Companies like Dennison instructed consumers about the aesthetics of crepe paper. Instructions noted that the goal of using crepe in crafts was not in the finer details, but in the complete visual tableau. In a 1917 example of flower making instructions, company authors suggested copying details from life, or real cut flowers. If those were unavailable, crafters could “trace the patterns” to tissue paper. The domestic arts of home sewing, embroidery, and even flower arrangement required a certain attention to detail that was pushed aside with crepe paper. This cuteness at times translated as cloying, as when crepe flowers “added a gay, colorful note” to the entryway of a home. Crafters understood that, despite crepe paper’s ability to hold folds and twists, a certain homemade charm was associated with it.
Instructions for crepe paper also encouraged the fantasy world that surrounded it. Their images suggested a different kind of project that was fantastical. Hand-drawn illustrations showed a fully crepe-papered world. Starting in the 1890s, magazines showed an imagined, ideal home of fully draped dressing tables and lampshades with elaborate decorations. They depicted what to our eyes seems an excessive quantity of crepe in every imaginable corner of a home. Even as magazines and other print culture began to utilize photographs by the end of the 1910s, hand-drawn illustrations of crepe creations implied that fun and crepe were interchangeable and that excess was associated with this disposable consumer pleasure. When photographs appeared in print, they tended to show professionally made costumes or extravagant examples submitted by readers of the Dennison Party Magazine.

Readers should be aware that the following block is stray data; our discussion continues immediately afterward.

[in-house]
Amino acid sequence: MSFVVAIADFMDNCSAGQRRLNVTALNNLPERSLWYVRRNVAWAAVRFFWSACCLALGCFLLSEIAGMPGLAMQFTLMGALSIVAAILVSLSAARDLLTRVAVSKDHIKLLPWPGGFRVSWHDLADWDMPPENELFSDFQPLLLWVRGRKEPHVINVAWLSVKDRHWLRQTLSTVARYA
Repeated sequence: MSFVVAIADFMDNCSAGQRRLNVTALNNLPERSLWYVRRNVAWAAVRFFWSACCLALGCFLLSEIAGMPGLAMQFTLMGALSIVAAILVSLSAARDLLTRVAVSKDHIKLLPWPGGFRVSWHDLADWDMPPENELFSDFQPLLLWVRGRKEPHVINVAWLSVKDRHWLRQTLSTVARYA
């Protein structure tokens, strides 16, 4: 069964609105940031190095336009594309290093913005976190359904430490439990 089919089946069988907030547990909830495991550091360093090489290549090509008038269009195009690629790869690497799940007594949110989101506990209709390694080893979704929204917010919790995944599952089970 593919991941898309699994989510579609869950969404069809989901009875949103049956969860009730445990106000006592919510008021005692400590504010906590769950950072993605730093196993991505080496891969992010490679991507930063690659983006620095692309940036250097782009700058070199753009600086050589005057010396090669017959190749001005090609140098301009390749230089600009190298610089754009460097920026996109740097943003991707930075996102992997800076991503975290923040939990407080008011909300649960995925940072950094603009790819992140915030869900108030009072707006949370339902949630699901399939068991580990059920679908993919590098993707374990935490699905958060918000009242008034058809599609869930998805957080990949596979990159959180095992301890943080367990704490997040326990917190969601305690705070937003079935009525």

Dennison taught consumers that crepe paper’s aesthetic was associated with completed projects. Party favors were sentimental because they were recognizable objects like flowers, a connection to a social event, and a reminder of the fun party. Conversely, the large rolls of crepe paper that taste makers suggested for covering walls and ceilings were aesthetically blank. They had no finished form, and therefore held no imbued meaning. Crepe paper relied upon completed forms that were not precise: the material was almost anti-modern in its lack of precision in design. However, the availability of crepe paper and its low-cost meant that it was the perfect material for decorating in the Roaring Twenties.
Art and Decoration,1917, 78.
Dennison Manufacturing Company, crepe paper advertisement, Dennison Party Magazine 1, no 2, 1927, front cover.